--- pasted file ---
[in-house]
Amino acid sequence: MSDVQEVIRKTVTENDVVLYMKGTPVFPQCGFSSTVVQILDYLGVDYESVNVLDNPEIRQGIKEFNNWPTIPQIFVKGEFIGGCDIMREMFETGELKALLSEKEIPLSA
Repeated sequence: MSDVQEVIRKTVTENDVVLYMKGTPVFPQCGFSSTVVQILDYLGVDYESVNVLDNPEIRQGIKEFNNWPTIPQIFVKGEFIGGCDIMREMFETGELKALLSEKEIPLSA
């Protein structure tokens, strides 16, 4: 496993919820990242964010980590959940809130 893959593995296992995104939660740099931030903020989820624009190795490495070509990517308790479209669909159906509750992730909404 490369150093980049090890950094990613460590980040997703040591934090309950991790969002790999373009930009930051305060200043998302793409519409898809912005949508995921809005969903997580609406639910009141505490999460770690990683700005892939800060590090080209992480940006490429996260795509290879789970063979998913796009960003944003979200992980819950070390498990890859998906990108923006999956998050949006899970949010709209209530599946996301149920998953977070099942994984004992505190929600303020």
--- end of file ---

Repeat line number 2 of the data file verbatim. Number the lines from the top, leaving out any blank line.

Amino acid sequence: MSDVQEVIRKTVTENDVVLYMKGTPVFPQCGFSSTVVQILDYLGVDYESVNVLDNPEIRQGIKEFNNWPTIPQIFVKGEFIGGCDIMREMFETGELKALLSEKEIPLSA